Text: Epic: The Story God Is Telling
June 28—Joining together in an epic journey
Week of June 28--Prologue , p. 1-16
Week of July 5:--Act One: Eternal Love, p. 17-27
Week of July 12:--Act Two: The Entrance of Evil, p. 28-40
Week of July 19:--Act Three: The Battle for the Heart, p. 41-72
Week of July 27:--Act Four: The Kingdom Restored, p. 73-98
Week of August 2--Epilogue: The Road Before Us, p. 99-104August 9—Sharing our stories, Making God’s Story our own
Welcome to LPC's first online class based on Epic: The Story God is Telling by John Eldredge! Each Sunday morning Nina and Holly and will write a personal story or reflection, and then they will pose an assignment which will include reading a chapter and choosing all or some questions to ponder and discuss. The questions each week will be inspired/adapted/used from the Epic Study Guide. Links to videos or other media may be included. Please post your own comment(s) and reply to at least three other participants. The success of this class depends on the discussions. Revisit the blog throughout the week in order to read other class members' comments and replies. Let's begin!
Story has played an integral part of my life since I was a little girl. My mom and dad sang, told, and read me stories. I loved to read when I was little, imagining I was Laura Ingalls Wilder, Nancy Drew, and Fern. I attended Sunday school and heard all the Bible stories. I wrote a book about horses when I was in 6th grade and devoured the Black Stallion series. I still remember visits to the library and book mobile with fondness. I was an English Literature major in college and now teach language arts to fifth and sixth graders. I LOVE a good story, and devour many books a year, from picture books to novels, fantasy to historical fiction, every format and genre.
At Miami University, I was a resident assistant, and one of our jobs was to sit bell desk in the lobby of the dorm. I had time there, when I wasn't greeting or assisting people, to do homework, which for me was reading the many novels that were assigned for my major. I remember the residents of my hall asking, "Do you REALLY read all those books?!" Yes!! I did!! I still do. I encourage my students to do the same. I challenge them to read 50 books during the school year, and many exceed that challenge. We also write stories and study mentor texts in order to try out various writing techniques, voice, and point of view. We study characters, conflict, and theme. When I read Epic: The Story God is Telling, I was captivated by the idea that I, too, am part of a story. I am a main character. I have a place in the narrative. My life is not random or out of control; it is carefully crafted by a master Author.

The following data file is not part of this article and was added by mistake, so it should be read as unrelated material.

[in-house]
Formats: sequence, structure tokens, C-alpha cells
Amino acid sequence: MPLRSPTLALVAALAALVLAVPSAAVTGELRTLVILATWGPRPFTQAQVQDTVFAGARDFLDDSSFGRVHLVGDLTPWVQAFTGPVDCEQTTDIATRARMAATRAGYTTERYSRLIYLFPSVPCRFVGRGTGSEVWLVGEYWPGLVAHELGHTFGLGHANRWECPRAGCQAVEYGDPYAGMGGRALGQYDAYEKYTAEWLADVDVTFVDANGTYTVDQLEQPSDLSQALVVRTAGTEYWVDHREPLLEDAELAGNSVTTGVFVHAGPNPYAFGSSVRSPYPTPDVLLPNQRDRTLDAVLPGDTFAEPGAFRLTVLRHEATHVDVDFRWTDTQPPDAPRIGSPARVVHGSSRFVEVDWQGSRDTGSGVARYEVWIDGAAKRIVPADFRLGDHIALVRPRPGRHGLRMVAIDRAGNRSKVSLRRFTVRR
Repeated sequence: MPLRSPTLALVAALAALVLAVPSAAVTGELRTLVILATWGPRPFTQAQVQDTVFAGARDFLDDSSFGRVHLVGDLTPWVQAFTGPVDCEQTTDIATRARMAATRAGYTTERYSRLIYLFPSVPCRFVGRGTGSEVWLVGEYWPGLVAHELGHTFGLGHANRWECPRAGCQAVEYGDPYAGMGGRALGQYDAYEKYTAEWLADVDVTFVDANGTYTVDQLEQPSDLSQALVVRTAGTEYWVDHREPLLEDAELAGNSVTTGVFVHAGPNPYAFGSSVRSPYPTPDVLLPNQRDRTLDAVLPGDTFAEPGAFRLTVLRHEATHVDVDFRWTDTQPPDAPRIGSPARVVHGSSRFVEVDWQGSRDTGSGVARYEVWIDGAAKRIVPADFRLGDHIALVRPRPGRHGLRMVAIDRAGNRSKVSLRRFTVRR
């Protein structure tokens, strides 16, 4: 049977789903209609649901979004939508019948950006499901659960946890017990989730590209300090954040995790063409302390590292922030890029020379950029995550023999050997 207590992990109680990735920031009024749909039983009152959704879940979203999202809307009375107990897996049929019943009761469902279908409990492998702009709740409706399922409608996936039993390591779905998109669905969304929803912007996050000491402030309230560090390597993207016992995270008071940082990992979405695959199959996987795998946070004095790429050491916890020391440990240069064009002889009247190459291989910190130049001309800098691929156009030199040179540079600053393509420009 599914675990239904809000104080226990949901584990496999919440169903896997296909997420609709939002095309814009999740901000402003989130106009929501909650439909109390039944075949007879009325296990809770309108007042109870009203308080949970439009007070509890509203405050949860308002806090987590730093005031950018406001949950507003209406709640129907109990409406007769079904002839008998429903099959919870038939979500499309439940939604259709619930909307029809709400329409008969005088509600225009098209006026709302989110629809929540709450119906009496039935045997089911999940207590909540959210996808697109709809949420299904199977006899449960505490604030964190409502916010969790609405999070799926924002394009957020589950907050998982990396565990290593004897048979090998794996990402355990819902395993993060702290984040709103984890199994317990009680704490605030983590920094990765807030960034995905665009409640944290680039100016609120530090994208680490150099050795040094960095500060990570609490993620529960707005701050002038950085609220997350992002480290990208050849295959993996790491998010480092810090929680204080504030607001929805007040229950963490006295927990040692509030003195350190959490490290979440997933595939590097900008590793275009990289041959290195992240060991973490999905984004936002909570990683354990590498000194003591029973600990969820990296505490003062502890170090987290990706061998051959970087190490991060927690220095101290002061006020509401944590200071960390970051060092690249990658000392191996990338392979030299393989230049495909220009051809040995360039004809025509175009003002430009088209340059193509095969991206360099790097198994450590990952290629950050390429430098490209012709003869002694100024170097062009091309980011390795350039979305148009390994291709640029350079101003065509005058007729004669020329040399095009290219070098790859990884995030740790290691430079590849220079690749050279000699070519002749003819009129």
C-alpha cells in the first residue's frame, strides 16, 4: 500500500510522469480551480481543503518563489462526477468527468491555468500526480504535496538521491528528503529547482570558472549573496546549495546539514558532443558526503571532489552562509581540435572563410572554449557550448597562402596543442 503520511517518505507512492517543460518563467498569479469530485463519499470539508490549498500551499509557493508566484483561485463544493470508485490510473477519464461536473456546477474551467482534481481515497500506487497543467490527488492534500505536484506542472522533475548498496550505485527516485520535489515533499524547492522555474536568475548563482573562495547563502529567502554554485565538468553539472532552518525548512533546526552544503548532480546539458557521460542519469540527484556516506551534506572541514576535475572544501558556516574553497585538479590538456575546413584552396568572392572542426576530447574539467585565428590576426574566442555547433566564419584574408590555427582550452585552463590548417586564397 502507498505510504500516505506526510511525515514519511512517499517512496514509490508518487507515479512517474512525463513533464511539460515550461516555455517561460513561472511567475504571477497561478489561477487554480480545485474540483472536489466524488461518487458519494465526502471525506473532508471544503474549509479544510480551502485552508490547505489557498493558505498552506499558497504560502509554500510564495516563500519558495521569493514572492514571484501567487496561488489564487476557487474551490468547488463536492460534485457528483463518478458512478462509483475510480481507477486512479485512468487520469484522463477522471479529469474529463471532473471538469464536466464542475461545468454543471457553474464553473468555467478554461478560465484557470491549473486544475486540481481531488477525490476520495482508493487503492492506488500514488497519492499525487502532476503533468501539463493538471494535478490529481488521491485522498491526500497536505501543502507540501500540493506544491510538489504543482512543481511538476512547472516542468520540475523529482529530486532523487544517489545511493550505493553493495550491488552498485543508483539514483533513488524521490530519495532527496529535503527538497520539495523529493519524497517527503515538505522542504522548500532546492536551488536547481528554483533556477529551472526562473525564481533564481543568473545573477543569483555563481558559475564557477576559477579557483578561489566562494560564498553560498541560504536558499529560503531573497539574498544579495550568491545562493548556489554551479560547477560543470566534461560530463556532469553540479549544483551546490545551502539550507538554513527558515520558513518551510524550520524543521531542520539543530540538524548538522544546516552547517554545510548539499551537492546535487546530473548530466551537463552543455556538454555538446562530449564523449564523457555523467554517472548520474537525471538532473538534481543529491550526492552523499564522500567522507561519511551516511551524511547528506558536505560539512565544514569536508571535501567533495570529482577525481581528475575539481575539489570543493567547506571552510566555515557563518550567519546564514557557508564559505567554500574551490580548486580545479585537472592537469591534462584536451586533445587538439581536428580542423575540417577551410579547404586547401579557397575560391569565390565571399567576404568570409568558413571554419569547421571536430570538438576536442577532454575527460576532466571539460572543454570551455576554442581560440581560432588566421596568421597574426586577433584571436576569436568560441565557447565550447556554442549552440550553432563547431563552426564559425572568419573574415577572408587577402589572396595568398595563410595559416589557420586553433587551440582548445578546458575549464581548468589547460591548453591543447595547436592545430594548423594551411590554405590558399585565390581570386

Several years ago, I read Thomas C. Foster's How To Read Literature Like a Professor. Like Eldredge, he claims that there is basically only one story, and it's told again and again. I teach a JOURNEY unit to my fifth graders that includes the basic tenets of classic journey stories from Foster's book (I've also added a couple). I teach them that every journey story has a quester, a reason to go on a journey, a place to go, fellow journeymen, obstacles, a discovery of the REAL quest, and a transformation of the quester. Like a journey story's protagonist, we are on a journey of our own. The journey is not the objective, though, and we don't always start out looking for the right thing. We are born with a spiritual yearning, and we all ask universal questions. The task is to find our real purpose and the reason why we are here. Eldredge points us to the real quest: "Jack will come to rescue Rose. William Wallace will rise up to rescue Scotland. Luke Skywalker will rescue the princess and then the free peoples of the universe. Nemo's father rescues him. Nathaniel rescues beautiful Cora - not just once, but twice. Neo breaks the power of the Matrix and sets a captive world free. Aslan comes to rescue Narnia. I could name a thousand more. Why does every great story have a rescue? Because yours does."
Eldredge agrees that there is only one story, but unlike Foster, he points to Christ's story as the original one.